STEPHENVILLE (September 12, 2017) — Tarleton State University celebrates 100 years as a founding member of The Texas A&M University System with a Centennial Birthday Bash on Wednesday, Sept. 20, at Heritage Park in Stephenville.
Everyone’s invited for free snacks, carnival fun and live music by headliner Jon Young. Festivities kick off at 4:30 p.m. and wind down at 8.
Tarleton’s yearlong centennial celebration kicked off in January with the grand opening of a $3.8 million Agricultural Field Machinery and Fabrication Laboratory located on property originally donated to establish the university as part of the A&M System in 1917.
More events followed.
A concert with music composed by Tarleton faculty. Lectures on alumnus and military hero Maj. Gen. James Earl Rudder, who became the 16th president of Texas A&M University and third chancellor of the A&M System. Pen-and-ink portraits of Tarleton presidents. Tarleton State University Day in Austin. Ground breaking for a $54 million engineering building. And a party to commemorate the single-semester enrollment of 1,000 students at the university’s outreach center on the campus of McLennan Community College in Waco.
“We have had a great year,” said President F. Dominic Dottavio. “We have looked back on our unique heritage and forward with pride to continue John Tarleton’s dream for an affordable, high-quality education that improves lives and communities. As we prepare for the next 100 years, we are more committed than ever to the success of our students and to the faculty, staff and programs that will lead them to their academic goals.”
More centennial events are planned.
Ground breaking ceremonies for the $26.4 million renovations and expansion of Memorial Stadium takes place just before the football game against West Texas A&M on Sept. 23 during Family Weekend.
When all is said and done, the stadium will boast an improved press box, suites, entrances and ticket booths as well as premium seats with chair backs and enhanced concession facilities. Overall stadium seating increases to more than 9,000, and west side stands will be converted for home fans. Football turf was replaced this summer, and track-and-field surfaces get updates after the renovation is completed next fall.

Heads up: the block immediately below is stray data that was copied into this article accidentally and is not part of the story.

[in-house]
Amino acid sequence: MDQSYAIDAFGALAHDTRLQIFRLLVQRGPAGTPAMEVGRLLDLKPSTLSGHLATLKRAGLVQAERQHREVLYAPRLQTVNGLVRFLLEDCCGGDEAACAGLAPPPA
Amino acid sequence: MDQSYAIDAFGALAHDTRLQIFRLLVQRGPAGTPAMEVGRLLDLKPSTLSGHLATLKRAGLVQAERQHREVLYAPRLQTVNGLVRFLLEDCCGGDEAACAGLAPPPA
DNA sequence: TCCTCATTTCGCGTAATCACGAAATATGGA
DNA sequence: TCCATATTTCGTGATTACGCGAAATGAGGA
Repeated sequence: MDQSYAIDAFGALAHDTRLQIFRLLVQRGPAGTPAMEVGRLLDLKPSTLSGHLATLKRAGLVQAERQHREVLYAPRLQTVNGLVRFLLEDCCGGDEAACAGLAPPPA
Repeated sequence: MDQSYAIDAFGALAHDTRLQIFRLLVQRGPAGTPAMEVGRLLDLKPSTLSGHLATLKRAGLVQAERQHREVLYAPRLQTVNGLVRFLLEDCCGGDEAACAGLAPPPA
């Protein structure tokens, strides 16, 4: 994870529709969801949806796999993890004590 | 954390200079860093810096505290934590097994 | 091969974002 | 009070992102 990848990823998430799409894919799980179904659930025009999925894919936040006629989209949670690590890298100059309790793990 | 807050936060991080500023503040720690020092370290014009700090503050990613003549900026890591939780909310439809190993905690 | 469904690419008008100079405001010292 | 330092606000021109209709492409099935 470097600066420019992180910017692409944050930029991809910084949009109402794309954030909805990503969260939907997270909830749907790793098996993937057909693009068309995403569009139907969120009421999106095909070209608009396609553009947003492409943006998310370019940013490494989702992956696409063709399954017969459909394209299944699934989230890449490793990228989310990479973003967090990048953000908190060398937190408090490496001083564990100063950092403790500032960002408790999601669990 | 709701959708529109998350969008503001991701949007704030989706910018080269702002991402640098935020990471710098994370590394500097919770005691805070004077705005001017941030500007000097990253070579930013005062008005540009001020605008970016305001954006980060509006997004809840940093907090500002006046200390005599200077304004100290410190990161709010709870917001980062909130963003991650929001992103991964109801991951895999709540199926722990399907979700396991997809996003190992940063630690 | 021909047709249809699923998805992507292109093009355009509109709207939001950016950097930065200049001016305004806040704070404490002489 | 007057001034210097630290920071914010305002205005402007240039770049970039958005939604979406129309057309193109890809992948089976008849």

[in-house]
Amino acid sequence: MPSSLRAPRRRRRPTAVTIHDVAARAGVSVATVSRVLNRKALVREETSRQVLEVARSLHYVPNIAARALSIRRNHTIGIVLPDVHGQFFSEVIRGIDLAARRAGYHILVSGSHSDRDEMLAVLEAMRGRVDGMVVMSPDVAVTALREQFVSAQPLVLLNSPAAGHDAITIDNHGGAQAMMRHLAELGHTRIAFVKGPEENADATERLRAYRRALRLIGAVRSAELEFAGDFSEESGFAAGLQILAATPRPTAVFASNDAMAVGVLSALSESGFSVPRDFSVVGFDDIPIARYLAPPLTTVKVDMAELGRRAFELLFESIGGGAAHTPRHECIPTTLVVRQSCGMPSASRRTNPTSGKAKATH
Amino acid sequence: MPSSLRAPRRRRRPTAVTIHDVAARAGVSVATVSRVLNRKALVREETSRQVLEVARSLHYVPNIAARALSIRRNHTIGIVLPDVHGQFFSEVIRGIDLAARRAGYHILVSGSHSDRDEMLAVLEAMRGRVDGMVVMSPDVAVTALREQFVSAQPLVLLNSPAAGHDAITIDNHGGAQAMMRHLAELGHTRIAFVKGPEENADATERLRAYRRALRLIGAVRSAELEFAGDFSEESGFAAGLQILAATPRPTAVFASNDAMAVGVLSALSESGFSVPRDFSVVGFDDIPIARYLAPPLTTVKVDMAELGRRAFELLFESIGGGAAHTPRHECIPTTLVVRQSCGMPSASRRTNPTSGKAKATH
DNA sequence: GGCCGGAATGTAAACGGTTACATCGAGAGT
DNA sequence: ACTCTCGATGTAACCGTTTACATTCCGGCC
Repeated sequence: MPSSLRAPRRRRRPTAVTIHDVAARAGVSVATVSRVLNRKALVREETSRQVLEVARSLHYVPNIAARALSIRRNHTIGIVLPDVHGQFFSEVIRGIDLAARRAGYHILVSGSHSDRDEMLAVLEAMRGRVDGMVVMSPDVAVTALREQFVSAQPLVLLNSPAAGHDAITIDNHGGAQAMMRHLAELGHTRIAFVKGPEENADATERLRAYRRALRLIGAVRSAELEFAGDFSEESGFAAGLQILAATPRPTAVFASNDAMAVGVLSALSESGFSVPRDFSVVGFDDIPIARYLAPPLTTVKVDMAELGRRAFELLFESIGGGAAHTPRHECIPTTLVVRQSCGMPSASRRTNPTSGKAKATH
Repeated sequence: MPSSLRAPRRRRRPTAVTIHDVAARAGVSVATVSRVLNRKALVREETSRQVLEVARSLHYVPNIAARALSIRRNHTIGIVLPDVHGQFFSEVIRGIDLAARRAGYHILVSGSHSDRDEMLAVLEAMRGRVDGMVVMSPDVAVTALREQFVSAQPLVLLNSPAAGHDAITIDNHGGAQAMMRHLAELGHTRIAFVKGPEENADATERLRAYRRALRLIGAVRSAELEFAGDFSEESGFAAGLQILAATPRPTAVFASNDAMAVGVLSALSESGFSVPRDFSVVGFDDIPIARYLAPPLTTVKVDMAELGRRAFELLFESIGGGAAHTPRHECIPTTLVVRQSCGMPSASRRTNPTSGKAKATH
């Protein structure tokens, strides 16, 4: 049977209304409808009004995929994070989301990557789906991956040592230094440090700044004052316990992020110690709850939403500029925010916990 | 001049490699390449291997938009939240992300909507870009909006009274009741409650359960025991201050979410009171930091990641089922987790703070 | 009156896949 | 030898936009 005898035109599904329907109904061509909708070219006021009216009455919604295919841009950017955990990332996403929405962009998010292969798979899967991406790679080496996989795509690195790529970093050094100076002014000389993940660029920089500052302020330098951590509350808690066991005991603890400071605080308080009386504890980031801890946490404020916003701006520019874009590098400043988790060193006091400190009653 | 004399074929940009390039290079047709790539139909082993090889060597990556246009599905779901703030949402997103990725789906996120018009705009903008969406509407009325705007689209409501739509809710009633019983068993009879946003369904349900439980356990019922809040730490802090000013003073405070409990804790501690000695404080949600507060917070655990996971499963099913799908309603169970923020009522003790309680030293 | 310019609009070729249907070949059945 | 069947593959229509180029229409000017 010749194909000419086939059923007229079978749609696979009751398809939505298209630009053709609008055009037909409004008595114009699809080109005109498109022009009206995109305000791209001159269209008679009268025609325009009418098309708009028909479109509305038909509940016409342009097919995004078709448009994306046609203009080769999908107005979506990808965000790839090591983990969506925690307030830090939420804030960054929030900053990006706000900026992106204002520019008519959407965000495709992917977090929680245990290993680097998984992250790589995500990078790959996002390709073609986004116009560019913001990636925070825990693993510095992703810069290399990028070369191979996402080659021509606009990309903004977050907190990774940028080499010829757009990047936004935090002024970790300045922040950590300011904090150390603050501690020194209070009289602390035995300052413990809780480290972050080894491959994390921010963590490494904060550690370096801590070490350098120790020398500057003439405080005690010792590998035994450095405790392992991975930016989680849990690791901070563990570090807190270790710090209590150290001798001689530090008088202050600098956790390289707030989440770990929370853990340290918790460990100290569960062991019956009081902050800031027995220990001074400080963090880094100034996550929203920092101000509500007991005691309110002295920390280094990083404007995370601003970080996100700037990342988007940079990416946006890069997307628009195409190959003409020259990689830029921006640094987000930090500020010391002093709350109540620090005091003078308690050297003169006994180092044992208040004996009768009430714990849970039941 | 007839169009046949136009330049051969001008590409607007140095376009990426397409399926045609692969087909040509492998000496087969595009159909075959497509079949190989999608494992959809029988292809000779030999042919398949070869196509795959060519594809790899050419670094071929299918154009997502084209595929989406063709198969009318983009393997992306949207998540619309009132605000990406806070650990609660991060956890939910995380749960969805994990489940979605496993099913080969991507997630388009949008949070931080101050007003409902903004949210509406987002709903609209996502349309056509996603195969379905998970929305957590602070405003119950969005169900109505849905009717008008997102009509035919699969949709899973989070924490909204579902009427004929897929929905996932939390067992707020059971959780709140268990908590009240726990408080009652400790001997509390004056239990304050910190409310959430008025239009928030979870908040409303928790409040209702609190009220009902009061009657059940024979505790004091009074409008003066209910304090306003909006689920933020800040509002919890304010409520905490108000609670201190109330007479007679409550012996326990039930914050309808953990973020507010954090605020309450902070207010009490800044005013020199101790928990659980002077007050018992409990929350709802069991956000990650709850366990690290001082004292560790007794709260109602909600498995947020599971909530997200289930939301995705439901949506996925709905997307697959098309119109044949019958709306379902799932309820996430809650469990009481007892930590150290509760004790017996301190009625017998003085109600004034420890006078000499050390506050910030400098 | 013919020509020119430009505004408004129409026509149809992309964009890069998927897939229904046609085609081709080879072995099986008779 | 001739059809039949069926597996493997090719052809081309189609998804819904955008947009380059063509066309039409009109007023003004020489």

An exhibit of university artifacts is on display in the Carriage House at the Stephenville Historical House Museum through the end of October. A second exhibit will be part of the museum’s annual benefit, Sundown on the Square, on Oct. 14 and located in the foyer of the Erath County Courthouse.
Highlight of Tarleton’s centennial celebration is a visit from the A&M System Board of Regents and top officials Oct. 18 through 20, when they conduct their regular fall meeting on the Stephenville campus and honor Rudder that Thursday with the dedication of a pedestrian mall and the unveiling of a life-size statue sculpted by Granbury artist and Tarleton Distinguished Alumnus Mike Tabor. Vanderbilt Street on campus becomes Rudder Way.
One of the most decorated soldiers in U.S. history, Rudder was a student at Tarleton from 1927 to 1930 and returned eight years later to teach and coach football after graduating from Texas A&M and coaching at Brady High School.
Tarleton is where Rudder discovered who he was and what he wanted to be. Called into active military duty in 1941, he commanded the historic D-Day assault up the cliffs of Pointe du Hoc in World War II and long will be remembered for the “Rudder Way” of doing things.
To keep up with centennial happenings, go to Tarleton’s calendar of events at www.tarleton.edu/calendar.